How will we form leaders for the South Asian evangelical church, helping them become more truly Christ’s followers and more truly South Asian? A few illustrative examples will have to do. We will strengthen our missions focus through the Centre for Inter-Cultural Studies (CICS), ensuring students engage with real contexts through field trips and have the ability to understand culture and contextualize the gospel faithfully. We will seek to expose students to visiting missional change agents who model a confident Christian approach. We will continue to emphasize worship as a community discipline and uphold South Asian styles. Bhajans and satsangs will find a place as well as Hillsong-inspired music.

How will we guide the Indian church, theologically and prophetically, towards confident Indian Christian identity and humble missional engagement? We will grow students’ ability to contextualize the gospel by improving their understanding of a whole-Bible theology, pursuing a better understanding of anthropology and culture, and practising skills of application and contextualization. Faculty will model engagement in the South Asian public square, and studies will address areas of minority complex, corruption, religious nationalism, and contextualization. We will also equip students for ministry among Muslims and for disciple making in contexts with emerging church growth. Our Centre for Islam Studies (CIS) and CICS will engage in research to strengthen knowledge of Hindu and Muslim communities and develop resources to spark motivation for mission.

How will we develop the faculty to model and form leaders to better guide the church to be more truly Christ-followers and more truly South Asian? We will continue to build a faculty team that mostly comprises South Asian doctoral degree holders with a passion for serving the church. One source of new faculty will be those developed from our faculty-in-training program, with a preference for split-site PhDs. Our faculty forays are aimed at keeping faculty in touch with the needs of field churches and ministry. Our annual faculty pedagogy workshops will keep us developing teaching skills for interactive and transformational learning, including online programs. We are encouraging some of our faculty who are writing for publication in ways that intentionally attempt to be Christian and South Asian. Some departments consciously encourage thesis-writing students to engage with South Asian realities, whether through field research or literary comparison.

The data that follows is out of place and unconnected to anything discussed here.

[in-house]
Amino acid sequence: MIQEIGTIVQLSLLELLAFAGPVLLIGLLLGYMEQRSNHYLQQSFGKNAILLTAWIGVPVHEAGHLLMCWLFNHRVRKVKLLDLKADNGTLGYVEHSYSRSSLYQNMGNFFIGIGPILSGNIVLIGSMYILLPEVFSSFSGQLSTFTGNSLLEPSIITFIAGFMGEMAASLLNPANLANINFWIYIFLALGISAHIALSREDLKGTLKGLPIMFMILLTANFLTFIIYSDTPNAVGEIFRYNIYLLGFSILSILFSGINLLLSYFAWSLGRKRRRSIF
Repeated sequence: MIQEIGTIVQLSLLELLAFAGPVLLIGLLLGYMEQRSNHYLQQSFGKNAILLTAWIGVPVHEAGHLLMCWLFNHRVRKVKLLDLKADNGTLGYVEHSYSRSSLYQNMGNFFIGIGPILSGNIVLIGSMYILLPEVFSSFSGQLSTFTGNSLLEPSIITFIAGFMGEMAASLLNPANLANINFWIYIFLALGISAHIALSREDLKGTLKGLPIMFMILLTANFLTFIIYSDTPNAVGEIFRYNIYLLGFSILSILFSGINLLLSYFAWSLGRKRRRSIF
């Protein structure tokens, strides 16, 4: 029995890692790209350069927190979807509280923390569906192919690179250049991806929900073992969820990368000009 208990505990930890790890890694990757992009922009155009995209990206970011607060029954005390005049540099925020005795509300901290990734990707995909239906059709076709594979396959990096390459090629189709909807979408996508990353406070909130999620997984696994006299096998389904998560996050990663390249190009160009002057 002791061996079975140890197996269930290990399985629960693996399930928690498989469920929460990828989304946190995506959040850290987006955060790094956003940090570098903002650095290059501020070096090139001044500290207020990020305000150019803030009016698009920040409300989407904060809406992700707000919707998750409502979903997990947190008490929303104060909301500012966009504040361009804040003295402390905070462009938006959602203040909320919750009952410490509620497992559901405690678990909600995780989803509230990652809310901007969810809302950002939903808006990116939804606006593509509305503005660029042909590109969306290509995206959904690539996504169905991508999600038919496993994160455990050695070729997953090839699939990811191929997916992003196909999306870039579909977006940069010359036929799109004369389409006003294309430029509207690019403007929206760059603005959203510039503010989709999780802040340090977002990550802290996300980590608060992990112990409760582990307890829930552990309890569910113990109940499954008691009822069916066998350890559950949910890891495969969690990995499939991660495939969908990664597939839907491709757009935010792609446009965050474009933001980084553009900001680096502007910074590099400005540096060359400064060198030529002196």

In summary, then, SAIACS has set for itself the theologically coherent and biblical goal of graduating students who are more truly Christ’s followers and more truly South Asian. It will involve confidently locating ourselves amidst the tensions, looking back and looking forward with Christian hope and prayer. We are God’s children; we will be like Christ (1 Jn 3:1f ). The aim is Christian worship and obedience at home in South Asia. The aim is also aspirational. Our identity is ultimately shaped by what we pay attention to. A night watching the stars doesn’t make you an astronomer, but a lifetime does. So too, SAIACS’s task is to embed for a lifetime the aspiration to grow more like Christ as his follower and grow more at home in South Asian culture. N. V. Tilak’s hymn (quoted in Boyd 2011, 117) sums up what it will take:

“Of all I have, O Saviour sweet, —

All gifts, all skill, all thoughts of mine, —

A living garland I entwine,

And offer at Thy lotus feet.”


1 Kaneva reviewed the approaches of 186 articles on nation branding and discerns this tension in viewpoints.

2 India’s national song.

3 In the West, essentialism stems from Plato, while constructivism is more Aristotelian. Since the rise of post-modernism, essentialism has been suspected of covert hegemony (Fuchs 2009). Artificial intelligence is a frequent theme in recent films because it raises the question of identity. The more a robot looks like and behaves like a human, the more we feel it belongs and has human rights—but does it, if it is different in essence? With human identity, Karl Barth (1946) acknowledges there is a hidden essence that makes us a human (as opposed to a tortoise), but more importantly, humans act and stand in relationship with God (88). That is, what is revealed to us is relational not essential.

4 Rorty goes on to say, “The core of Taylor’s argument is a vigorous and entirely successful criticism of two intertwined bad ideas: that you are wonderful just because you are you, and that ‘respect for difference’ requires you to respect every human being, and every human culture—no matter how vicious or stupid.”